Leading economists and central bankers concur that higher for longer rates are creating uncertainty in global markets.
Over the past year and a half, central banks worldwide have taken forceful measures to combat surging inflation, achieving differing levels of success.
The US Federal Reserve halted its rate hikes in September after raising its main policy rate from 0.25-0.5% in March 2022 to 5.25-5.5% by July 2023. Thus, the halt results in higher rates for a longer period.
The Fed has strongly conveyed that, for inflation to consistently reach the central bank’s 2% target, higher for longer rates are required.
World Bank President highlights challenges of higher for longer rates
World Bank President Ajay Banga reinforced this notion during a recent IMF-World Bank conference, suggesting that higher for longer interest rates will pose challenges for global companies and central banks.
He conveyed that this higher for longer rates will introduce complexity into the investment environment.
Inflation in the United States has notably decreased from its June 2022 high of 9.1% year-on-year.
Nevertheless, a Labor Department report from last week revealed that it exceeded anticipated levels in September, registering at 3.7%.
HSBC’s Greg Guyett addresses the challenges of higher rates for longer time
Greg Guyett, the CEO of global banking and markets at HSBC, expressed certainty about the higher for longer interest rates.
He remarked on the recent US inflation figures, describing them as disappointing for those anticipating a rate decrease.
Greg Guyett noted that apprehensions about enduringly elevated borrowing expenses had led to a subdued environment for deals.
In attracting buyers, this environment has witnessed feeble capital offerings and challenges for recent IPOs, including Birkenstock.
According to Guyett, strategic dialogues have a noticeable increase as companies seek growth and synergy opportunities.
He believes that despite the higher for longer rates, it may take some time before companies act due to high financing expenses.
ECB hints further rate hikes
Last month, the European Central Bank raised its main deposit rate for the 10th consecutive time, reaching a historic 4%, even as the Eurozone economy displayed signs of decline.
Central bank governors and ECB Governing Council members, speaking to CNBC last week, suggested that a November rate hike might be improbable.
However, they emphasized the importance of keeping the possibility of future rate increases open due to ongoing inflationary concerns and unforeseen shocks.
Economists and Central Bankers have united views on higher for longer rates impacting global markets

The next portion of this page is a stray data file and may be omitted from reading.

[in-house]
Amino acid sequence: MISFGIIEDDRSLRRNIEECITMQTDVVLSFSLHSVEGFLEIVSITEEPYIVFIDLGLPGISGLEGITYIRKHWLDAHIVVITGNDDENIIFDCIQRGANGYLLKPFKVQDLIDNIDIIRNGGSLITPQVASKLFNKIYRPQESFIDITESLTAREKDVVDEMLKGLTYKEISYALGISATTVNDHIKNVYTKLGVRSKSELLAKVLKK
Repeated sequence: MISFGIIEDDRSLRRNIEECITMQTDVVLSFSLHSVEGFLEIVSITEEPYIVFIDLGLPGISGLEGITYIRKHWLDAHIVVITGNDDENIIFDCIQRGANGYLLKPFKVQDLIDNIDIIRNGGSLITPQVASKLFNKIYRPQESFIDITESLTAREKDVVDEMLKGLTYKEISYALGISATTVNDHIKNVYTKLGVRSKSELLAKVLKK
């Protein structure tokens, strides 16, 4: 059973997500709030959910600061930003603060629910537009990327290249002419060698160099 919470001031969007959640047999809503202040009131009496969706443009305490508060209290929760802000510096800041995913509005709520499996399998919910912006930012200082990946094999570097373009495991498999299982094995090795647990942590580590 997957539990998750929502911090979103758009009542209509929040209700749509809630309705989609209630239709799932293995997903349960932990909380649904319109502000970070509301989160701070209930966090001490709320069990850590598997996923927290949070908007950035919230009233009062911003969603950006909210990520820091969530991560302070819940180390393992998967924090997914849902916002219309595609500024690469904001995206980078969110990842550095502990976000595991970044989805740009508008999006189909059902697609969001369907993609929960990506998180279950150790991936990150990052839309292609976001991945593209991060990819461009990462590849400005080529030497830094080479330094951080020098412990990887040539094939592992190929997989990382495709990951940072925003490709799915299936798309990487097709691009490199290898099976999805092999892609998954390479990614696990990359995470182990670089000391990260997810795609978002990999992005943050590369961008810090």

Croatian National Bank governor discusses Higher for longer interest rates
Boris Vujčić, the Croatian National Bank Governor, noted that the expectation of higher rates for longer is not a novel concept.
However, he pointed out that markets in the US and Europe have been sluggish in adjusting to this idea.
Vujčić stated that interest rate reductions are contingent upon a convincing decline in inflation toward their medium-term goal.
He emphasized that this transition won’t occur soon. In September, Eurozone inflation dropped to 4.3%, marking its lowest point since October 2021, according to Vujčić.
He anticipates this decline to persist due to base effects, ongoing monetary policy adjustments, and a sluggish economy.
Vujčić pointed out that uncertainty arises when inflation nears approximately 3-3.5%.
The labor market’s robustness and wage pressures could affect the alignment with their medium-term goal. He expressed doubts about the envisioned convergence with the target.
If the expected outcome doesn’t materialize, additional measures may be needed.
Bank of Latvia Governor highlights inflation risks and ‘Higher for Longer’ policy transition
Mārtiņš Kazāks, a fellow member of the Governing Council and the Bank of Latvia Governor, shared this prudence.
He expressed contentment with the present interest rates but clarified that he couldn’t rule out future increases for two reasons.
Kazāks cited two factors: ongoing wage growth in the labor market and geopolitical considerations.
Speaking at the IMF meetings, he mentioned that these elements influenced his perspective.
Kazāks voiced concerns about potential unexpected events raising inflation levels and emphasized the need for cautious monitoring.
He stated that monetary policy is transitioning into a prolonged “higher for longer” phase to support the ECB’s inflation goal by H2 2025.
This shift aims to facilitate the ECB’s mission of firmly reinstating 2% inflation by the second half of 2025.
Robert Holzmann cautions on inflation risks and rate hike uncertainty
Robert Holzmann, an influential member of the Governing Council, leaned towards a more cautious stance.
He stressed that potential risks for inflation remained tilted upwards. Holzmann cited factors like the Israel-Hamas conflict and other disruptions that could increase oil prices.
Holzmann highlighted the potential need for additional rate hikes if unforeseen developments or misinformation arise.
Holzmann conveyed a message to the market: refrain from speculating on the timing of the first rate cut.
He emphasized that the duration needed to achieve the desired inflation level remained uncertain.
South African Reserve Bank pauses for reflection after tightening monetary policy
South African Reserve Bank Governor Lesetja Kganyago believes their task isn’t complete.
However, he indicated that the SARB can now take a break to evaluate the consequences of past monetary tightening.
The central bank raised its primary repo rate from 3.5% in November 2021 to 8.25% in May 2023. It has maintained this rate level since then.